• Sullivan has nearly 100% name recognition among people 40 and older
• In a survey of the fifty most influential programs in the U.S., TV Guide ranked The Ed Sullivan Show #10
• Show still appears on PBS and on cable stations across the country
• Sixty million baby boomers grew up watching The Ed Sullivan Show
For more than twenty years, from 1948 to 1971, fifty-five million viewers watched The Ed Sullivan Show religiously every Sunday night. Everyone who was anyone appeared—the Beatles and Elvis, of course, and Woody Allen, Bill Cosby, and Elizabeth Taylor, plus public figures such as Fidel Castro, David Ben-Gurion, and Martin Luther King, Jr. More than thirty years later, the program remains a pop-culture icon. But despite Ed Sullivan’s prominence, little was known about the private man...until now. Impresario reveals what the Sullivan viewers never saw: nasty, hot-tempered, craven, yet also capable of high ideals and, above all, hugely ambitious. At a time when Americans are looking back, The Ed Sullivan Show stands out as a shining example of television during the golden era. Impresario lets readers look behind the screen to see the man who made it happen.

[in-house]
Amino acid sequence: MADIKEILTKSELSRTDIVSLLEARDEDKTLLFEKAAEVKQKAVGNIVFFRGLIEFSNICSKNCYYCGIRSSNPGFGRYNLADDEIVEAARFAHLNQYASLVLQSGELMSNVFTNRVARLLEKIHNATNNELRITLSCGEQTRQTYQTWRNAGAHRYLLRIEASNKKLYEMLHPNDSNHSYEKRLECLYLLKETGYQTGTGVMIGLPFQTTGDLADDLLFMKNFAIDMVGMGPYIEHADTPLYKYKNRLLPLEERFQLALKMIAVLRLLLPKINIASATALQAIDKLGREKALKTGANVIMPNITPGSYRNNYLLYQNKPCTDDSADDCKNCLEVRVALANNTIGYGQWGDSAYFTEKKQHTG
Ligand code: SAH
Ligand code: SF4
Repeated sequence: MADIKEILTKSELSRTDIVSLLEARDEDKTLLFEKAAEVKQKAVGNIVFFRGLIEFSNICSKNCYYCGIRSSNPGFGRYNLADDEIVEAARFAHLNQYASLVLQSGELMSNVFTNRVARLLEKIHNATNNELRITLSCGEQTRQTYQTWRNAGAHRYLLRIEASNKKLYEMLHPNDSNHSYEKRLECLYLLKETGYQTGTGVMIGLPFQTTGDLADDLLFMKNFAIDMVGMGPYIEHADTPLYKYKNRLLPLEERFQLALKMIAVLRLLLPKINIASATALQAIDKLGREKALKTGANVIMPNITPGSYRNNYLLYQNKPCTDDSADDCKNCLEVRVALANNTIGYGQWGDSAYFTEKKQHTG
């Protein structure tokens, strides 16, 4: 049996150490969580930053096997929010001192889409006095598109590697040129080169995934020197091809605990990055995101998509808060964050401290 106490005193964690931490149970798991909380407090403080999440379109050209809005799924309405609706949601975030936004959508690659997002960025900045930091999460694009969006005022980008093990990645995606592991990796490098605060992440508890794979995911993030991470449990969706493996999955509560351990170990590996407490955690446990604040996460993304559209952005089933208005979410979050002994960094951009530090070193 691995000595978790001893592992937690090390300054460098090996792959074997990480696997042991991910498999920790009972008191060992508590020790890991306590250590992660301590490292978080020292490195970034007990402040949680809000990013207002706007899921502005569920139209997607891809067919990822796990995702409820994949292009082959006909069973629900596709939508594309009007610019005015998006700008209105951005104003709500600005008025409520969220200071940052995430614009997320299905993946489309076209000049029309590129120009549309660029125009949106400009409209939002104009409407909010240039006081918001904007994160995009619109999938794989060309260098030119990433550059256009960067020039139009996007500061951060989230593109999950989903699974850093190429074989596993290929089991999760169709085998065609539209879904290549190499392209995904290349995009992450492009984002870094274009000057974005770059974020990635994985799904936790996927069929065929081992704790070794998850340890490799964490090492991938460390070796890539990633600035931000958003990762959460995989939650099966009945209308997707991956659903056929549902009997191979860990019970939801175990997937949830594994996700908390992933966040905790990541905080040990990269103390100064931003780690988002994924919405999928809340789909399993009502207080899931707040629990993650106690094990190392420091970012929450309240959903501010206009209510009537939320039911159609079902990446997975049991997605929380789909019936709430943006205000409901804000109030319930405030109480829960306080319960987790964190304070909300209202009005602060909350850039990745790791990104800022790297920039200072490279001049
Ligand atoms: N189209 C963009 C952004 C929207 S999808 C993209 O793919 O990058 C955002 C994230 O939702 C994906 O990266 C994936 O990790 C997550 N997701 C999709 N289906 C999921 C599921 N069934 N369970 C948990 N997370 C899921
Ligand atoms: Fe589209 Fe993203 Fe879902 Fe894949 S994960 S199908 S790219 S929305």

Running from 1948 to 1971, the Ed Sullivan Show's "Big Tent" theory defined family viewing. Each Sunday night, more than 35 million people tuned in to see everyone from Elvis to Richard Pryor, the Beatles to Nureyev. Animal acts and high art shared billing. A gig on Sullivan made many performers. Maguire, who is also publishing an account of the National Spelling Bee this season (American Bee), reveals the man behind the curtain, portraying Sullivan (1901 1974) as tyrannical, egotistical and controlling. As Maguire tells it, the sportswriter turned Daily News columnist had one goal: fame. Sullivan failed at radio and film, but triumphed in print, and though his early TV years were rocky, he successfully (and lucratively) captured the zeitgeist; his tastes were America's tastes. As an emcee, he was awkward and stilted in front of the camera; as a producer, he was brilliant and intuitive. "ithout being able to sing, tell jokes or be charming," he became famous. Yet the successful star was a loner. He adored his wife, but had no close friends or real home life. Maguire has written a fascinating biography and meticulously recorded the birth of TV, the heyday of newspaper columnists and the glamour of New York. 40 b&w illus.